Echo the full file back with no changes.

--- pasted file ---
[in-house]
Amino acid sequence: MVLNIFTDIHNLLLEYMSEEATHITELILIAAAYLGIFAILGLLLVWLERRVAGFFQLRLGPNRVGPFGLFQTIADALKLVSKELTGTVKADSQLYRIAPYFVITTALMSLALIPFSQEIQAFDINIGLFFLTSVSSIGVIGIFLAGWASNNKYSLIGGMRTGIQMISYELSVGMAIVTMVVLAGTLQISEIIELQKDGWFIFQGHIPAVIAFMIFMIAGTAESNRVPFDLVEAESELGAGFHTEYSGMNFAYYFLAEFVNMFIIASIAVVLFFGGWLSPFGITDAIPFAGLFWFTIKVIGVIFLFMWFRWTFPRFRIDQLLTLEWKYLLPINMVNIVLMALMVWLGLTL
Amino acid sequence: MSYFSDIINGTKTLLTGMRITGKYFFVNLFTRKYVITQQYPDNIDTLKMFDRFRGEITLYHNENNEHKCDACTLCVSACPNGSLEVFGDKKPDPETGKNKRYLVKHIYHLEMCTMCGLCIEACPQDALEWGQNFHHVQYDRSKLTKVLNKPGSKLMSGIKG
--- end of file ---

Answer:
[in-house]
Amino acid sequence: MVLNIFTDIHNLLLEYMSEEATHITELILIAAAYLGIFAILGLLLVWLERRVAGFFQLRLGPNRVGPFGLFQTIADALKLVSKELTGTVKADSQLYRIAPYFVITTALMSLALIPFSQEIQAFDINIGLFFLTSVSSIGVIGIFLAGWASNNKYSLIGGMRTGIQMISYELSVGMAIVTMVVLAGTLQISEIIELQKDGWFIFQGHIPAVIAFMIFMIAGTAESNRVPFDLVEAESELGAGFHTEYSGMNFAYYFLAEFVNMFIIASIAVVLFFGGWLSPFGITDAIPFAGLFWFTIKVIGVIFLFMWFRWTFPRFRIDQLLTLEWKYLLPINMVNIVLMALMVWLGLTL
Amino acid sequence: MSYFSDIINGTKTLLTGMRITGKYFFVNLFTRKYVITQQYPDNIDTLKMFDRFRGEITLYHNENNEHKCDACTLCVSACPNGSLEVFGDKKPDPETGKNKRYLVKHIYHLEMCTMCGLCIEACPQDALEWGQNFHHVQYDRSKLTKVLNKPGSKLMSGIKG